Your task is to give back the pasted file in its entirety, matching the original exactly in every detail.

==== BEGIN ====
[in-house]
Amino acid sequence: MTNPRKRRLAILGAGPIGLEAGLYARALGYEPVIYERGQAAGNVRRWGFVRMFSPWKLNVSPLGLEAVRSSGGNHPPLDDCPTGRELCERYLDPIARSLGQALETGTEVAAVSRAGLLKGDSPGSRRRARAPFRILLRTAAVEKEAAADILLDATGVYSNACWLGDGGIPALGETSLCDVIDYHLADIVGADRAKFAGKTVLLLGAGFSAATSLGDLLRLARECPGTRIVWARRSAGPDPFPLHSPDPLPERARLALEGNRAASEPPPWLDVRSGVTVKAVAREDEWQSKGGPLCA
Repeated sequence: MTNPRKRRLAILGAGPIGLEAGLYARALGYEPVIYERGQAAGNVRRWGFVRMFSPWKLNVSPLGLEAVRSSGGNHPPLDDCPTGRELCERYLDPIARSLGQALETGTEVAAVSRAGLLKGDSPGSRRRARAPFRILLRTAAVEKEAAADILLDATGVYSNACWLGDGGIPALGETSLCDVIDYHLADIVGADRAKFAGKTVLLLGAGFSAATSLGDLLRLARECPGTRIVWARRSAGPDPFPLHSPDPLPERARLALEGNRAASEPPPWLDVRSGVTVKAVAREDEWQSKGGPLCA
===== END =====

[in-house]
Amino acid sequence: MTNPRKRRLAILGAGPIGLEAGLYARALGYEPVIYERGQAAGNVRRWGFVRMFSPWKLNVSPLGLEAVRSSGGNHPPLDDCPTGRELCERYLDPIARSLGQALETGTEVAAVSRAGLLKGDSPGSRRRARAPFRILLRTAAVEKEAAADILLDATGVYSNACWLGDGGIPALGETSLCDVIDYHLADIVGADRAKFAGKTVLLLGAGFSAATSLGDLLRLARECPGTRIVWARRSAGPDPFPLHSPDPLPERARLALEGNRAASEPPPWLDVRSGVTVKAVAREDEWQSKGGPLCA
Repeated sequence: MTNPRKRRLAILGAGPIGLEAGLYARALGYEPVIYERGQAAGNVRRWGFVRMFSPWKLNVSPLGLEAVRSSGGNHPPLDDCPTGRELCERYLDPIARSLGQALETGTEVAAVSRAGLLKGDSPGSRRRARAPFRILLRTAAVEKEAAADILLDATGVYSNACWLGDGGIPALGETSLCDVIDYHLADIVGADRAKFAGKTVLLLGAGFSAATSLGDLLRLARECPGTRIVWARRSAGPDPFPLHSPDPLPERARLALEGNRAASEPPPWLDVRSGVTVKAVAREDEWQSKGGPLCA